If the state refuses, as a matter of policy, to execute murderers under any circumstances, it rejects the reason people submitted to government in the first place and underlines its own legitimacy. And this isn’t just theoretical bloviation — people sense it in their hearts, even if they don’t think about it in those terms. That was the appeal of Chuck Bronson’s Death Wish movies — when the state fails to carry out its most elementary duty, people will resort to vigilantism, i.e., they seek justice in the only way available to our ancestors in pre-political times.It's true that one of the things that makes a government a government is that it largely has a monopoly on force. But I guess I'm hugely dubious about the idea that governments are made for the express purpose of executing people. And Krikorian's Charles Bronson example is illustrative of that. "Death Wish" came out in 1974—two years after the Supreme Court (temporarily, it turned out) ended the death penalty in the United States. But the crime wave of the 1960s and 1970s had started several years before that. People were already fed up.
I don't think people don't find their government illegitimate when it doesn't execute murderers. But they do find government illegitimate when it can't generally keep a lid on the number of murders, and generally bring murderers to justice. Pile that on top of a whole range of other, mostly lesser crimes, and people don't feel secure in their communities. New York hasn't executed anybody since 1963; the city faced questions of governability during the crime wave—along with a financial crisis—but was reborn in the 1990s thanks to a combination of demographics and policing that had nothing whatsover to do with the death penalty. New York became safer, so people became more confident in the city as a place to work, play, live, and pay taxes.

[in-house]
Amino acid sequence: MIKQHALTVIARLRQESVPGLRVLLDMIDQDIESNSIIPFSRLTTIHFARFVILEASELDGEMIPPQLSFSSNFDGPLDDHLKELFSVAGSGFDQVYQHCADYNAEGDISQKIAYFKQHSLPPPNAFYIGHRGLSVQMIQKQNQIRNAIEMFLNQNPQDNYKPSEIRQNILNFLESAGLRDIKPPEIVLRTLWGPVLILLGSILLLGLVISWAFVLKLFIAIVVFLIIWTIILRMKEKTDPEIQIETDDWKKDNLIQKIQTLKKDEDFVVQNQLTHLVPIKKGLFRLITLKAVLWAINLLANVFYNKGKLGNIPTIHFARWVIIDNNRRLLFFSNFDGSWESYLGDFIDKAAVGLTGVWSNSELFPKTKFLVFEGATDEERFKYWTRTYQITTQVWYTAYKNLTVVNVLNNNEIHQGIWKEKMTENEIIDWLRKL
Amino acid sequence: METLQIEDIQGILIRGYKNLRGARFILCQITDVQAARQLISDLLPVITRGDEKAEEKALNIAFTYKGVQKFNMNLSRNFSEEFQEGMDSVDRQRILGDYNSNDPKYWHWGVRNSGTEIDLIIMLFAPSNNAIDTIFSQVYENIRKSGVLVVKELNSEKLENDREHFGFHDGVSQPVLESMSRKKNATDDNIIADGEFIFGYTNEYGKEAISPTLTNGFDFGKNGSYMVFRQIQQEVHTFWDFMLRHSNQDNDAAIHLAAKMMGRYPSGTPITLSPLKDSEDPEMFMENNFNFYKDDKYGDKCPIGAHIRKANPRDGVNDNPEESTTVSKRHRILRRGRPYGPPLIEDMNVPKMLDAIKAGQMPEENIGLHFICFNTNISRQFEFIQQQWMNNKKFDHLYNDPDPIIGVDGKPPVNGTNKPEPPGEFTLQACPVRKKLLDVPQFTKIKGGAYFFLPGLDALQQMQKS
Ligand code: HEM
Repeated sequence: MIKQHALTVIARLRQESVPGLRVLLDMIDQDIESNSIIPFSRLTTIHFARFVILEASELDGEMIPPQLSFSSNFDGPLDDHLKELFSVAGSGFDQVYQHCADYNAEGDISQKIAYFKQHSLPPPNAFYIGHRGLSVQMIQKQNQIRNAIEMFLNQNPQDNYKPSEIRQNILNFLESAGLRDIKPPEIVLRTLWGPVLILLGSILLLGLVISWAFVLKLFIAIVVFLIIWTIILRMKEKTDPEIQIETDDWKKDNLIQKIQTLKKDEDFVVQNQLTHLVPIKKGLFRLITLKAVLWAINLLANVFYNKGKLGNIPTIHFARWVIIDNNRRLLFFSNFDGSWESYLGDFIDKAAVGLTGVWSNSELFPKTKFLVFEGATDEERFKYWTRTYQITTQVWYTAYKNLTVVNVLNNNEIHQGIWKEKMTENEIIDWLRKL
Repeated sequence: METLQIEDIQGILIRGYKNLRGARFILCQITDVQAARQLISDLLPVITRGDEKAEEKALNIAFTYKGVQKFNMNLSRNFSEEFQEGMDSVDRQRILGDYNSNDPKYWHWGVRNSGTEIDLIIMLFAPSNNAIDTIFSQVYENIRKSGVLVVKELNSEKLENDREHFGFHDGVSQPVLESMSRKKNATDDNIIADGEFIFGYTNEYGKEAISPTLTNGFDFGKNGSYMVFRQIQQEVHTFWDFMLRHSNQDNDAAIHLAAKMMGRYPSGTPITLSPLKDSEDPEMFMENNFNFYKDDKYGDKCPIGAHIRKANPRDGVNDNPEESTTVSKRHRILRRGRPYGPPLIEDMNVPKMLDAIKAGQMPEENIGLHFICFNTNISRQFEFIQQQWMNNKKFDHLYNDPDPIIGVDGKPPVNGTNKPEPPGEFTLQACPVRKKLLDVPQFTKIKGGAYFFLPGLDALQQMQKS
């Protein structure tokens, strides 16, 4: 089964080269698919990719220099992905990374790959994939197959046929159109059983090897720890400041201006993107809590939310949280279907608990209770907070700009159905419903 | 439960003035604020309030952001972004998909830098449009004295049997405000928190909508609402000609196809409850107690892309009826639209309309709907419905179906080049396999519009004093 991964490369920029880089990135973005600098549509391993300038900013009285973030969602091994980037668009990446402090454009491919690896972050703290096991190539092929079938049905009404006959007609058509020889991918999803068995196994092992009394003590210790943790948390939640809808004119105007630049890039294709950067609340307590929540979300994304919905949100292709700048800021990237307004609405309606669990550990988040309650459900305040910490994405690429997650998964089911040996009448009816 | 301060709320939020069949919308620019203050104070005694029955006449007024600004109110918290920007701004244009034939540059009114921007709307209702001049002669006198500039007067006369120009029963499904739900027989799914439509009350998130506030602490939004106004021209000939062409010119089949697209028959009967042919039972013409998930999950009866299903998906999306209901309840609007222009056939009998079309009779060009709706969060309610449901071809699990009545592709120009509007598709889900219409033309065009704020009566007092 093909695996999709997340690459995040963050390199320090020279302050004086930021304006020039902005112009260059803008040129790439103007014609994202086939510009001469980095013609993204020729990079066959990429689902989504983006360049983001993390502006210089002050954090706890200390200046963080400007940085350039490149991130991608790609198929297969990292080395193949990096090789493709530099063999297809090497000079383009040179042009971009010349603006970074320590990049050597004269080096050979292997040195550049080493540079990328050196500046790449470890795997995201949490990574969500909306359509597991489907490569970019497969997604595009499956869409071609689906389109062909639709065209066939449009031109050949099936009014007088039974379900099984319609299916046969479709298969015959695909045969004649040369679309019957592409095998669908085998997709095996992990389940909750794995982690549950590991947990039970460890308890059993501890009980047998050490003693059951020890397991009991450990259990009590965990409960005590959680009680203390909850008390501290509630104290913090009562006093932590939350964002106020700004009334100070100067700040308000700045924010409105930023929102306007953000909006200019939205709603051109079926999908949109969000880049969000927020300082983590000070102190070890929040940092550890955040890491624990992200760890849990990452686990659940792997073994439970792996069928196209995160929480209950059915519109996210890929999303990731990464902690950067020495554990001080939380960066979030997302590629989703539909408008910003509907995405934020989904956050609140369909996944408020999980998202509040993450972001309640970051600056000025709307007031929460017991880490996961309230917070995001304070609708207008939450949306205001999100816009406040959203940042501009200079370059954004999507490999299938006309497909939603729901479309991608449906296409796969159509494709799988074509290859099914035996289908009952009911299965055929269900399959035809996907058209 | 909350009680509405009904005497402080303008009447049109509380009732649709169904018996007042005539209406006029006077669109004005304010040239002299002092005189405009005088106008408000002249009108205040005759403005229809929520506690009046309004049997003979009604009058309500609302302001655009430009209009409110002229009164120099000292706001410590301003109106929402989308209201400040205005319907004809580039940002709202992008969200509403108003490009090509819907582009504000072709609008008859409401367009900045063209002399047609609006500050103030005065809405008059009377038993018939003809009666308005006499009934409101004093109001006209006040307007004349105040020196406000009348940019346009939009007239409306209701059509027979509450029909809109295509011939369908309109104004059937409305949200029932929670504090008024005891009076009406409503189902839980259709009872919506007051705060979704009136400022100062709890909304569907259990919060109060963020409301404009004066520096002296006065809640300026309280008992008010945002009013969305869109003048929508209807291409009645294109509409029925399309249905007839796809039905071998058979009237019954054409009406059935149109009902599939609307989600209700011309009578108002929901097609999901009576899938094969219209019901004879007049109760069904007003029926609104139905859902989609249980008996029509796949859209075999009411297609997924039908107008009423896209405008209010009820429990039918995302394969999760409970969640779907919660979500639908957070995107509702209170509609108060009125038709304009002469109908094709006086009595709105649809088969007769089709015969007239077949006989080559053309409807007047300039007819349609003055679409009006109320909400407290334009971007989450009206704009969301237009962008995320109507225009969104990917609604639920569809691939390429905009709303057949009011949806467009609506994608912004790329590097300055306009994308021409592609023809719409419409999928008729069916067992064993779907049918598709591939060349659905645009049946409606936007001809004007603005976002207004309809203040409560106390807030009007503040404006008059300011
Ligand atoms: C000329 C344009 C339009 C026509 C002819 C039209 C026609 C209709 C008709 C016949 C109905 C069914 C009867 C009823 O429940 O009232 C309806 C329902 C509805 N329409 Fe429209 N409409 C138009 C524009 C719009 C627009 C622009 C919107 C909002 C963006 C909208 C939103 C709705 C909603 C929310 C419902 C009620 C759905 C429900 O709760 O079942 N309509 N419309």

That's where a government gets its legitimacy: Protecting and serving its citizens. Killing a few of those citizens doesn't necessarily get the job done, especially—as in the case of Troy Davis—when there are real questions of innocence. The State of Georgia in particular, and death penalty jurisprudence in general, face more doubts about their legitimacy today than they did yesterday. It's not because they refused to execute a man.